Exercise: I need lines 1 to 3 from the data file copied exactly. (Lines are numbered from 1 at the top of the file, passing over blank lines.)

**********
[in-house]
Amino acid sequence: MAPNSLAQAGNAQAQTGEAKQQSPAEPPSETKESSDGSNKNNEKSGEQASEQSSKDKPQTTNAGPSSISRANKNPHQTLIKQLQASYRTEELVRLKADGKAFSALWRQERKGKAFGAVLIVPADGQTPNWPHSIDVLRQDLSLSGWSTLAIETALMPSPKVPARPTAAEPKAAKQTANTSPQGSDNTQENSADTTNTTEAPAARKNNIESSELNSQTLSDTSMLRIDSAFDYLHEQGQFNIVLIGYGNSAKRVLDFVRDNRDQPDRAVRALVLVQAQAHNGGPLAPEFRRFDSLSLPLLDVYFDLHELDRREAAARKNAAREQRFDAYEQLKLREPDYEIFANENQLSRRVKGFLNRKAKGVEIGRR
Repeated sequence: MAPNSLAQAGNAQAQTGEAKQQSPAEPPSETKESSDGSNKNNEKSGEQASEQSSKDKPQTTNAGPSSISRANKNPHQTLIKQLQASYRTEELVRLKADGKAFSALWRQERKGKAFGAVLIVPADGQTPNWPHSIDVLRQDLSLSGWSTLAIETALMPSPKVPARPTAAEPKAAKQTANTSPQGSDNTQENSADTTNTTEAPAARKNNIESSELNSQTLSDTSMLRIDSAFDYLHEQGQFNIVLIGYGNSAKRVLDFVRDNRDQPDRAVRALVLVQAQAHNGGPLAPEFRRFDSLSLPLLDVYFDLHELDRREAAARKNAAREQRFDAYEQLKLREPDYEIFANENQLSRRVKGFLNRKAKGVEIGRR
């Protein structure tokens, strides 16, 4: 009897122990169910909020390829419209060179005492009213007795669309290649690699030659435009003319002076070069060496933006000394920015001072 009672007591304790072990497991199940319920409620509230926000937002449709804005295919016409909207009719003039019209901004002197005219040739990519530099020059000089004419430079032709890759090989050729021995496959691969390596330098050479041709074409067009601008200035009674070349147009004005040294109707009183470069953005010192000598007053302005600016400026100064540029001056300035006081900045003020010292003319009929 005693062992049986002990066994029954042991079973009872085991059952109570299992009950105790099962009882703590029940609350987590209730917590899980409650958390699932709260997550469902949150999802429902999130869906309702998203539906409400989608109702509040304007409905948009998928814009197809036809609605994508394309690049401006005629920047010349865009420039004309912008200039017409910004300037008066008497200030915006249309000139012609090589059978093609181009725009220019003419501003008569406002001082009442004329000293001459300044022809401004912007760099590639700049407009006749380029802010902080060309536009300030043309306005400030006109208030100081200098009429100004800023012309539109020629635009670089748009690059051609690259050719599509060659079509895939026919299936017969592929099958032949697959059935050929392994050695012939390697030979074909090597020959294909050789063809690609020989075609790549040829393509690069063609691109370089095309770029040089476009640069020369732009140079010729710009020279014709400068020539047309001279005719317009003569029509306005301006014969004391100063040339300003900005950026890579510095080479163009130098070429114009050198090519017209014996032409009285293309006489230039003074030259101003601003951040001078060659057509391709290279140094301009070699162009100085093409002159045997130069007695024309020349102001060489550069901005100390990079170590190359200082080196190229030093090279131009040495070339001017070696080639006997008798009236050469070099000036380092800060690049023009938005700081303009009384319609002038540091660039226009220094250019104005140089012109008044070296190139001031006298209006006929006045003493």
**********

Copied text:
[in-house]
Amino acid sequence: MAPNSLAQAGNAQAQTGEAKQQSPAEPPSETKESSDGSNKNNEKSGEQASEQSSKDKPQTTNAGPSSISRANKNPHQTLIKQLQASYRTEELVRLKADGKAFSALWRQERKGKAFGAVLIVPADGQTPNWPHSIDVLRQDLSLSGWSTLAIETALMPSPKVPARPTAAEPKAAKQTANTSPQGSDNTQENSADTTNTTEAPAARKNNIESSELNSQTLSDTSMLRIDSAFDYLHEQGQFNIVLIGYGNSAKRVLDFVRDNRDQPDRAVRALVLVQAQAHNGGPLAPEFRRFDSLSLPLLDVYFDLHELDRREAAARKNAAREQRFDAYEQLKLREPDYEIFANENQLSRRVKGFLNRKAKGVEIGRR
Repeated sequence: MAPNSLAQAGNAQAQTGEAKQQSPAEPPSETKESSDGSNKNNEKSGEQASEQSSKDKPQTTNAGPSSISRANKNPHQTLIKQLQASYRTEELVRLKADGKAFSALWRQERKGKAFGAVLIVPADGQTPNWPHSIDVLRQDLSLSGWSTLAIETALMPSPKVPARPTAAEPKAAKQTANTSPQGSDNTQENSADTTNTTEAPAARKNNIESSELNSQTLSDTSMLRIDSAFDYLHEQGQFNIVLIGYGNSAKRVLDFVRDNRDQPDRAVRALVLVQAQAHNGGPLAPEFRRFDSLSLPLLDVYFDLHELDRREAAARKNAAREQRFDAYEQLKLREPDYEIFANENQLSRRVKGFLNRKAKGVEIGRR